Job Duties

As a daycare provider or childcare worker, you could supervise and monitor children from infancy through school age. You might prepare meals, help children with hygiene and toilet training, change diapers, record progress, maintain schedules, direct play, prepare children for kindergarten and watch school aged youngsters before and after school or during the summer.

If you're employed by a childcare center, you might assist preschool teachers and assistants in teaching young learners. As a family childcare provider, you could take care of children in your own home. If you wanted to be a nanny, you'd go to a family's home to take care of the children; you might even live in their home. You'd sometimes drive the children to activities, appointments and school. A babysitter also goes to homes, but often works for many different families on an occasional basis.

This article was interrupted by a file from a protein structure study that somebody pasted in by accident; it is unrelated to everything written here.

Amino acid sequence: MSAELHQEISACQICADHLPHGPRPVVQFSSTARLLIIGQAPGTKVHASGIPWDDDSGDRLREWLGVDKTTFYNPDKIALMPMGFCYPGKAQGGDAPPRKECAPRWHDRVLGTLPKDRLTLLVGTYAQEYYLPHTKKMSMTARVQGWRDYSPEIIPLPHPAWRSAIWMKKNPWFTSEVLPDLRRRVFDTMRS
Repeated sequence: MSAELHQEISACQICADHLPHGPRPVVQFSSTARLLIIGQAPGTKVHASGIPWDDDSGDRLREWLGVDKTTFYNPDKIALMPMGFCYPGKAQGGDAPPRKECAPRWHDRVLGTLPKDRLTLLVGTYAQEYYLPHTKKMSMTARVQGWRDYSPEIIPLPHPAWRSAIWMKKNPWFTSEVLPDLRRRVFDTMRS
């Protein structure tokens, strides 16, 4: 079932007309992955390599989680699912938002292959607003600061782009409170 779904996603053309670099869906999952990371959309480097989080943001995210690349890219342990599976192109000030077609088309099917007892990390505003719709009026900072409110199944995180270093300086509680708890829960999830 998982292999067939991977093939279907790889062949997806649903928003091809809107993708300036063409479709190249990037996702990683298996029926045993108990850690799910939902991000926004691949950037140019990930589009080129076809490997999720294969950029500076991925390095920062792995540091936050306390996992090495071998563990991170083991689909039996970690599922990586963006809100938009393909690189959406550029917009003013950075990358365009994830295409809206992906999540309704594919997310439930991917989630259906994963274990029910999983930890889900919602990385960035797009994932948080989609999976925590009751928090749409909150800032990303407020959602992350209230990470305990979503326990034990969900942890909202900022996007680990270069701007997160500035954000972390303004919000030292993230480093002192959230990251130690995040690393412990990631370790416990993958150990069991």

Salary

According to the BLS in May 2014, the mean annual wage for childcare workers was approximately $21,710, or about $10.44 per hour. At that same time, most of these workers were employed in child daycare services industry, although the top paying industries were state government, psychiatric hospitals, scientific R&D services, business/computer training and bus transportation.

What Are the Requirements?

Education